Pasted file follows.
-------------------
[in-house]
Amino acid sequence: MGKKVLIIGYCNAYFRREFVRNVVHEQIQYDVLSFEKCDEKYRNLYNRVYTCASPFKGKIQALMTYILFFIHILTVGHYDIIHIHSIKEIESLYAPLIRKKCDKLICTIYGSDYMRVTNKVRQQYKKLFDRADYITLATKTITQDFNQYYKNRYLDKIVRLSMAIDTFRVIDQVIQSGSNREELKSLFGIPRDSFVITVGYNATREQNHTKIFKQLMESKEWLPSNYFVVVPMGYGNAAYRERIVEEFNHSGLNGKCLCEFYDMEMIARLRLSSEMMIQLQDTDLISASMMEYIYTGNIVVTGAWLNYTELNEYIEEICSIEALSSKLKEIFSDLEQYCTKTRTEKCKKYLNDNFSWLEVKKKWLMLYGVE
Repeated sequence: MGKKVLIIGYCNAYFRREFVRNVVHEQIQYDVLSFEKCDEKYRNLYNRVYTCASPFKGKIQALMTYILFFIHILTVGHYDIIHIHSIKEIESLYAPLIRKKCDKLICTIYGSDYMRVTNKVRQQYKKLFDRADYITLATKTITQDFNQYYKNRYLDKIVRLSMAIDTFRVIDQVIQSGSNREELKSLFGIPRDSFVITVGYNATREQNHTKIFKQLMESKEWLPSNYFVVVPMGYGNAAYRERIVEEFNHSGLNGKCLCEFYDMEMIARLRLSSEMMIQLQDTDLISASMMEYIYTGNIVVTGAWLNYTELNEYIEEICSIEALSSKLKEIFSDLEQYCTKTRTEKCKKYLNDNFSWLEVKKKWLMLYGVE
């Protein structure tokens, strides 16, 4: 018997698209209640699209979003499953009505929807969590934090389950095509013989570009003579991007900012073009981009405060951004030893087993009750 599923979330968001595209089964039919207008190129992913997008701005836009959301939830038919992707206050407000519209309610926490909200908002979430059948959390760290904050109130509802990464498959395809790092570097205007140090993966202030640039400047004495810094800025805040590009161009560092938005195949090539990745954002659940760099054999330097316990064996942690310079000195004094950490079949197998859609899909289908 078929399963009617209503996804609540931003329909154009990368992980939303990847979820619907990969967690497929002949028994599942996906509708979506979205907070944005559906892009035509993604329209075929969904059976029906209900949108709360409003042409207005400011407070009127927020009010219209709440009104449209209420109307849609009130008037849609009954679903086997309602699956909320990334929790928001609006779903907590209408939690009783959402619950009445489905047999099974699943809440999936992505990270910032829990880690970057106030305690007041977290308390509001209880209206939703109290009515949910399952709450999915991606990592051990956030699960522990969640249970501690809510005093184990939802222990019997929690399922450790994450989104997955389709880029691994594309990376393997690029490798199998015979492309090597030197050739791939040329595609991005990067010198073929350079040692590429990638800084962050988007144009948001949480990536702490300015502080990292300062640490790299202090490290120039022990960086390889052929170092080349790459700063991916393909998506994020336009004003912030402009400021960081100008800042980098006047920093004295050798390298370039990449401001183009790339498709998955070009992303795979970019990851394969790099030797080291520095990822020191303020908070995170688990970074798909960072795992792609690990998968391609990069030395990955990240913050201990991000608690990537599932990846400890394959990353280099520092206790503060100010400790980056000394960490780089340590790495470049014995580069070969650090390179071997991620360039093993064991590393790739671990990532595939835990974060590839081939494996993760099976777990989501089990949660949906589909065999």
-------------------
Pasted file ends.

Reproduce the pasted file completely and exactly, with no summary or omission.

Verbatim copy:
[in-house]
Amino acid sequence: MGKKVLIIGYCNAYFRREFVRNVVHEQIQYDVLSFEKCDEKYRNLYNRVYTCASPFKGKIQALMTYILFFIHILTVGHYDIIHIHSIKEIESLYAPLIRKKCDKLICTIYGSDYMRVTNKVRQQYKKLFDRADYITLATKTITQDFNQYYKNRYLDKIVRLSMAIDTFRVIDQVIQSGSNREELKSLFGIPRDSFVITVGYNATREQNHTKIFKQLMESKEWLPSNYFVVVPMGYGNAAYRERIVEEFNHSGLNGKCLCEFYDMEMIARLRLSSEMMIQLQDTDLISASMMEYIYTGNIVVTGAWLNYTELNEYIEEICSIEALSSKLKEIFSDLEQYCTKTRTEKCKKYLNDNFSWLEVKKKWLMLYGVE
Repeated sequence: MGKKVLIIGYCNAYFRREFVRNVVHEQIQYDVLSFEKCDEKYRNLYNRVYTCASPFKGKIQALMTYILFFIHILTVGHYDIIHIHSIKEIESLYAPLIRKKCDKLICTIYGSDYMRVTNKVRQQYKKLFDRADYITLATKTITQDFNQYYKNRYLDKIVRLSMAIDTFRVIDQVIQSGSNREELKSLFGIPRDSFVITVGYNATREQNHTKIFKQLMESKEWLPSNYFVVVPMGYGNAAYRERIVEEFNHSGLNGKCLCEFYDMEMIARLRLSSEMMIQLQDTDLISASMMEYIYTGNIVVTGAWLNYTELNEYIEEICSIEALSSKLKEIFSDLEQYCTKTRTEKCKKYLNDNFSWLEVKKKWLMLYGVE
């Protein structure tokens, strides 16, 4: 018997698209209640699209979003499953009505929807969590934090389950095509013989570009003579991007900012073009981009405060951004030893087993009750 599923979330968001595209089964039919207008190129992913997008701005836009959301939830038919992707206050407000519209309610926490909200908002979430059948959390760290904050109130509802990464498959395809790092570097205007140090993966202030640039400047004495810094800025805040590009161009560092938005195949090539990745954002659940760099054999330097316990064996942690310079000195004094950490079949197998859609899909289908 078929399963009617209503996804609540931003329909154009990368992980939303990847979820619907990969967690497929002949028994599942996906509708979506979205907070944005559906892009035509993604329209075929969904059976029906209900949108709360409003042409207005400011407070009127927020009010219209709440009104449209209420109307849609009130008037849609009954679903086997309602699956909320990334929790928001609006779903907590209408939690009783959402619950009445489905047999099974699943809440999936992505990270910032829990880690970057106030305690007041977290308390509001209880209206939703109290009515949910399952709450999915991606990592051990956030699960522990969640249970501690809510005093184990939802222990019997929690399922450790994450989104997955389709880029691994594309990376393997690029490798199998015979492309090597030197050739791939040329595609991005990067010198073929350079040692590429990638800084962050988007144009948001949480990536702490300015502080990292300062640490790299202090490290120039022990960086390889052929170092080349790459700063991916393909998506994020336009004003912030402009400021960081100008800042980098006047920093004295050798390298370039990449401001183009790339498709998955070009992303795979970019990851394969790099030797080291520095990822020191303020908070995170688990970074798909960072795992792609690990998968391609990069030395990955990240913050201990991000608690990537599932990846400890394959990353280099520092206790503060100010400790980056000394960490780089340590790495470049014995580069070969650090390179071997991620360039093993064991590393790739671990990532595939835990974060590839081939494996993760099976777990989501089990949660949906589909065999």